The government has announced that it will expand a cooked school meal programme to reach 400,000 children of 2,000 schools at 16 upazilas.
The programme was successfully piloted by the World Food Programme (WFP), said a media release today.
That pilot, started in 2013, gives school children fresh, hot school meals in Bamna and Islampur upazilas. Locally-sourced fresh vegetables are included along with lentils and micronutrient-fortified rice and oil.
The pilot has shown that these fresh meals are a cost-effective approach to combat micronutrient deficiency.
“We thank the government for their initiative to transition from fortified biscuits to fresh, hot meals. Nutritious meals for school children have a high return on investment, as they improve children’s health and productivity throughout their life,” said Richard Ragan, WFP Representative and Country Director, at a school meals policy consultation in Dhaka today.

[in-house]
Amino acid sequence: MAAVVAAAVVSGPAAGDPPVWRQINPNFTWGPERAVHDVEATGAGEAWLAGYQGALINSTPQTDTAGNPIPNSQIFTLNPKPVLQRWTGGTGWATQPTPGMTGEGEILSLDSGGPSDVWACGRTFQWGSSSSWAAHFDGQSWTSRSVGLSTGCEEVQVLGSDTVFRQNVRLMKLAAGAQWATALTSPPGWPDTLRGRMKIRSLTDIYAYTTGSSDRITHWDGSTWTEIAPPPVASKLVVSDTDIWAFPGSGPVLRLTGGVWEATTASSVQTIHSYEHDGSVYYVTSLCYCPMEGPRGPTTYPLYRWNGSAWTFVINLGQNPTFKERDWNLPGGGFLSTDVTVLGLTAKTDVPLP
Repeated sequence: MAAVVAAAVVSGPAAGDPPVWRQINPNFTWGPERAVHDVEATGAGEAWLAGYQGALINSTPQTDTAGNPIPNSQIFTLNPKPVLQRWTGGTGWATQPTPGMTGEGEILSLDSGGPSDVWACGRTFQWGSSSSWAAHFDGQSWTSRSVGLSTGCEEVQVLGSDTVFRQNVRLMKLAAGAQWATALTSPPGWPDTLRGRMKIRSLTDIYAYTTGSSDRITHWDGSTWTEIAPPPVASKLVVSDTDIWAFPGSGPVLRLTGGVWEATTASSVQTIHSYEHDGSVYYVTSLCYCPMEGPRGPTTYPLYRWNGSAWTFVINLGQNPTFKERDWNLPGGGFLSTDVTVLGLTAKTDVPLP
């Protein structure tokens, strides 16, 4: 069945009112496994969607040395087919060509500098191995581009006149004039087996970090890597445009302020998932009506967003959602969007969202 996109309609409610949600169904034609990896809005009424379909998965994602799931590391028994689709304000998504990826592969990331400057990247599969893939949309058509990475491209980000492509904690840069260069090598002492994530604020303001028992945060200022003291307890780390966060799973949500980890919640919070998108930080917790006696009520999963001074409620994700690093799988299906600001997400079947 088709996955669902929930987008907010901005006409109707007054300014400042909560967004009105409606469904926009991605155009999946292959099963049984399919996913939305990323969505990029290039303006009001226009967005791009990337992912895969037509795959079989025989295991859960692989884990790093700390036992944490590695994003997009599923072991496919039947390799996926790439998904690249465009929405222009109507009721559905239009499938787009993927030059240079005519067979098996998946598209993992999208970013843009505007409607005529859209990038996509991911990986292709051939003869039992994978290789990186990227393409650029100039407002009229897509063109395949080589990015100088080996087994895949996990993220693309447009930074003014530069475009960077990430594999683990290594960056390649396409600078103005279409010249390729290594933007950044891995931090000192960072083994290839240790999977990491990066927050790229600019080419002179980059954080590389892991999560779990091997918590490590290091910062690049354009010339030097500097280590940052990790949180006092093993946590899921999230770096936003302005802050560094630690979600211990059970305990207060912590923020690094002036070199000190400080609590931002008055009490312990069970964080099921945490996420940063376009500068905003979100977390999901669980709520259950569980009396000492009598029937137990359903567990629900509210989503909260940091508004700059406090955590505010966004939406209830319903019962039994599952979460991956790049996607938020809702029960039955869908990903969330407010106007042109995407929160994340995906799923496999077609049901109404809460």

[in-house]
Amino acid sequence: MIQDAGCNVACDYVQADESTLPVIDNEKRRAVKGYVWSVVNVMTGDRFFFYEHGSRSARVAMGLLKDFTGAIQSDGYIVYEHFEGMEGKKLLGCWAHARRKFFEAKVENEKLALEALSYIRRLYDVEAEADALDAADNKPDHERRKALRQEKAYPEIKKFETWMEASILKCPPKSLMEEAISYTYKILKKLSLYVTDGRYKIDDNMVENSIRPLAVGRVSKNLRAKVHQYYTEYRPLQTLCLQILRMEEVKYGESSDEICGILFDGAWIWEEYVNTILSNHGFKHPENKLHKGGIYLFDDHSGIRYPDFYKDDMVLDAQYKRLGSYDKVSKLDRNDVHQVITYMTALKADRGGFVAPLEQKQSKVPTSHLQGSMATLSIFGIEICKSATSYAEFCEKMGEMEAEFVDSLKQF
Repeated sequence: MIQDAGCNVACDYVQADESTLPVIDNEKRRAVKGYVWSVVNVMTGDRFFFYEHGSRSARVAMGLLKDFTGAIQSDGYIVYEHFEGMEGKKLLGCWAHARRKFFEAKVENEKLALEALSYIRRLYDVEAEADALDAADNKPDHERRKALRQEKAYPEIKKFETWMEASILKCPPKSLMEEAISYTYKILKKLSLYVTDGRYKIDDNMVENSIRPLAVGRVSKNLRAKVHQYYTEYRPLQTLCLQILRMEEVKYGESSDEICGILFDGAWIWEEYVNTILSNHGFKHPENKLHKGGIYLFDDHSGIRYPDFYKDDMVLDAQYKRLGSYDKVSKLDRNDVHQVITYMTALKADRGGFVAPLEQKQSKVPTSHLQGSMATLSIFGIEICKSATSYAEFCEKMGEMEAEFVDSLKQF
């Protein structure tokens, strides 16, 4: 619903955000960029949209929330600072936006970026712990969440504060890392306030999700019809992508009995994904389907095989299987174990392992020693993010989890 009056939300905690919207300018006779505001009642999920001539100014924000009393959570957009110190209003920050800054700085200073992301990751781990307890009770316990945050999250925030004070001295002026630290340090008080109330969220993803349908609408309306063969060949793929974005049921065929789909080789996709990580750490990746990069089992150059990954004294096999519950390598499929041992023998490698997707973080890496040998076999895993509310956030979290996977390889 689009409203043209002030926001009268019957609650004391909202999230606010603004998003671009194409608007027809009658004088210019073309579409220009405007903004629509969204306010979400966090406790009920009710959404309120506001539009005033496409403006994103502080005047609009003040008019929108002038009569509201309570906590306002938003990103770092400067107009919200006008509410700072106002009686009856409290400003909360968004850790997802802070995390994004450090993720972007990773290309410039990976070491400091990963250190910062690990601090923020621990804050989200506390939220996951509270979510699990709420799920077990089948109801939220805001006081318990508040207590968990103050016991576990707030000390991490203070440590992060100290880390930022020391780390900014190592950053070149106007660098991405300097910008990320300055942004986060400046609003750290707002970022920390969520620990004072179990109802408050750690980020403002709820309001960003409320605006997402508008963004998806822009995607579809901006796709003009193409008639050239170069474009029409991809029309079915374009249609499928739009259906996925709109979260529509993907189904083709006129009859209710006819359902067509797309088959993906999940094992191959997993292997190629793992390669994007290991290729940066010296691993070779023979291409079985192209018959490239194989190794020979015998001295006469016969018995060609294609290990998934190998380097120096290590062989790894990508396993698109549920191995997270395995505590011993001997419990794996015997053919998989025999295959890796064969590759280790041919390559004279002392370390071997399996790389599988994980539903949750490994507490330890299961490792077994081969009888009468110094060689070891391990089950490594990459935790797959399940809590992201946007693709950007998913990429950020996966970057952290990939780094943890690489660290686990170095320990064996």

The expansion, funded by the Bangladesh government, represents a US$20 million investment in the future health and productivity of these students. In addition, for the first time, the government will contribute US$3.6 million to support WFP-implemented school feeding in impoverished schools in the country. This contribution will help WFP reach over 172,000 school children in 2019.
WFP’s efforts complement the government-led school feeding programme in poverty prone areas, which reaches over 2.7 million children per year. WFP provides technical assistance to this programme, with an aim to reach more children than ever before.
Micronutrient deficiencies present a huge challenge to Bangladesh, with economic losses to malnutrition estimated at US$1 billion per year.
Healthy, fresh, locally-sourced meals that provide adequate macro and micronutrients for school children are a major step towards ensuring a prosperous future for all Bangladeshis.
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